Not the way to improve business

Tokyo

Andrew Sheldon’s response to the Berlitz General Union’s recent victory in court strikes me as incoherent at best and more than a little disingenuous. He is happy to celebrate unions “if their values are healthy” and then goes on to condemn the demand for minimum wages as extortion.

Let’s pause for a moment and take stock of that. What might healthy values be if not a belief that workers are entitled to a living wage that allows them to cling to at least the bottom rung of society’s ladder without falling — or being pushed — off?

His assertion that workers in the West are not going to get pay rises for the next 20-plus years, while highly debatable, actually has nothing to do with the situation at hand. This is the East, after all.

In Sheldon’s eyes, there may be no entitlement to a pay rise for Berlitz teachers — even after 16 years, but the demand for across-the-board pay rises is not exclusive to the Berlitz union. It has been going on in Japan for the past 60 years, since the 1950s, in the form of the annual shunto spring wage bargaining.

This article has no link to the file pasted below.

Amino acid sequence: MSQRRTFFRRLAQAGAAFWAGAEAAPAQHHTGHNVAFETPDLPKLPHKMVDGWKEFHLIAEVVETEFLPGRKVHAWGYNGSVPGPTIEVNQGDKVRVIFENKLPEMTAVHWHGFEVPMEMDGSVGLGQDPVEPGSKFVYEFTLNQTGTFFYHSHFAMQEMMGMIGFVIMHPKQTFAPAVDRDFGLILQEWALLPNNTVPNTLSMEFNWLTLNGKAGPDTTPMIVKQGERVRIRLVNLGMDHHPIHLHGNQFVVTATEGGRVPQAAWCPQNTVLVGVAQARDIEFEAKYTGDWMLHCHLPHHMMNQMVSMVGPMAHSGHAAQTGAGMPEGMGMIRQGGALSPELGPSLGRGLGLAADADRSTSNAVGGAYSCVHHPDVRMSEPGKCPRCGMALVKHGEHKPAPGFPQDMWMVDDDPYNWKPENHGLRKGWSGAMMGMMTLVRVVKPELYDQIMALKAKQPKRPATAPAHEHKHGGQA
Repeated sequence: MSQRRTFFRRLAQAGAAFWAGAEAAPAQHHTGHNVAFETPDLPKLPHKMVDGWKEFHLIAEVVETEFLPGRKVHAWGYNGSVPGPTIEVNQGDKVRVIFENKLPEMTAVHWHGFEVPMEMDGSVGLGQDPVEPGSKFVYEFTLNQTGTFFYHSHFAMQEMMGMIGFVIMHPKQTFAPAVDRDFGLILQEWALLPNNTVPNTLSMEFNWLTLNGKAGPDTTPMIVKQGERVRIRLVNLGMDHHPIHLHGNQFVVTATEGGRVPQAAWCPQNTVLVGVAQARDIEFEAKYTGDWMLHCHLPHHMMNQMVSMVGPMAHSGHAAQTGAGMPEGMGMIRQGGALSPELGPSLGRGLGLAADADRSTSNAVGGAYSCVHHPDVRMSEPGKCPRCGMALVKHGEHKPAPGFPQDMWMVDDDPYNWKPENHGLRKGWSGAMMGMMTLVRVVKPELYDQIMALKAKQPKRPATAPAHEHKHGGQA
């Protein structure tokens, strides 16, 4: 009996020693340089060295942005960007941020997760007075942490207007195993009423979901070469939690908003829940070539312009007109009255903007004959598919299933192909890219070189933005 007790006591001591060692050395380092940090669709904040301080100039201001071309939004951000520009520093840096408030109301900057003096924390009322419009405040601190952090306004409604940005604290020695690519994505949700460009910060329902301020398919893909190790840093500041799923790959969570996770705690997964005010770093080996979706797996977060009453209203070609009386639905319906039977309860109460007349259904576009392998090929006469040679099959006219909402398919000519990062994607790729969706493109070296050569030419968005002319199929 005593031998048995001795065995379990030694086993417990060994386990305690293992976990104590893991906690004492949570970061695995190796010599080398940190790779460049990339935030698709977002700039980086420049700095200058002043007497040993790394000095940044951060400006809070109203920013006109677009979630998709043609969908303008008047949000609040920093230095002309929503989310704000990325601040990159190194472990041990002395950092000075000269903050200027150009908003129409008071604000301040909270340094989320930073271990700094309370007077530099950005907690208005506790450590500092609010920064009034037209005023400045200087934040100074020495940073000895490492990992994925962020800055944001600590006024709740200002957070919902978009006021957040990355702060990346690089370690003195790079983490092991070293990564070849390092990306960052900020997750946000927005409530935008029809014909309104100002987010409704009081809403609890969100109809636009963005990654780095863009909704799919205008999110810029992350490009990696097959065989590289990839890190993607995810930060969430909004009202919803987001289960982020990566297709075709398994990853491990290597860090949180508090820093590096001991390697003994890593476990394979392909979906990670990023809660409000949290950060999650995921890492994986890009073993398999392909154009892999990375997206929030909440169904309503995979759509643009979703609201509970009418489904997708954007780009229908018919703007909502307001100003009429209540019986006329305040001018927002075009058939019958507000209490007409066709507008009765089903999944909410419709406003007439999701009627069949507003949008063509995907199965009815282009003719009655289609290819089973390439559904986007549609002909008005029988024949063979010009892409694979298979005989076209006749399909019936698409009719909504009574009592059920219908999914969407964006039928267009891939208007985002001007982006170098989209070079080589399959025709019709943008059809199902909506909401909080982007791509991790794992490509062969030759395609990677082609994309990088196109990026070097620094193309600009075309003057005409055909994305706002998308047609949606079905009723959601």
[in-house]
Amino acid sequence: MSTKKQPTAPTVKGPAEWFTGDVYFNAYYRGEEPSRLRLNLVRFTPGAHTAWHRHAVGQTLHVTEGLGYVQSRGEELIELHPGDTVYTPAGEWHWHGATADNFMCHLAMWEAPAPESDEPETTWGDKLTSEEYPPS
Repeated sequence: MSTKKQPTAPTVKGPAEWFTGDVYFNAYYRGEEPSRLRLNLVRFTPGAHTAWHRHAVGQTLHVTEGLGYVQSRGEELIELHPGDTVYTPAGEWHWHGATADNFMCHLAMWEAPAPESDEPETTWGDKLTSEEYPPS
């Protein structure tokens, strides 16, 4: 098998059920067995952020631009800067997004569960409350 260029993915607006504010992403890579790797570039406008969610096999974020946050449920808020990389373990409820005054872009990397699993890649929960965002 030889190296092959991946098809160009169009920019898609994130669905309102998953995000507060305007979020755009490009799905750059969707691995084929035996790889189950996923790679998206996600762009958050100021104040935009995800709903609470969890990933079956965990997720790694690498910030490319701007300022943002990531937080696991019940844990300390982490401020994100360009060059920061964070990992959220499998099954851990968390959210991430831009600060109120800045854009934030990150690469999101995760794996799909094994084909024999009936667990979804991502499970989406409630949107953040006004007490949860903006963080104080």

Why deny Berlitz teachers the same consideration that hundreds of thousands of Japanese workers have received for decades? Is the Berlitz business model so fragile that it is forced to hold salaries down while tuition fees have risen? If so, teachers should not be blamed for the fragility of its business model.

If the problem is inefficiency, then the teachers can hardly be blamed, since costs in that area have long been held down. I do agree with Sheldon that the right to prosperity must be earned, but that goes for companies as well as employees.

If the Berlitz business model is lacking, then it shouldn’t seek to cut corners in addressing that issue by stamping on its employees and denying them the same consideration as other employees in Japan, and it should not matter whether those employees are Japanese or not.

The opinions expressed in this letter to the editor are the writer’s own and do not necessarily reflect the policies of The Japan Times.

andrew ng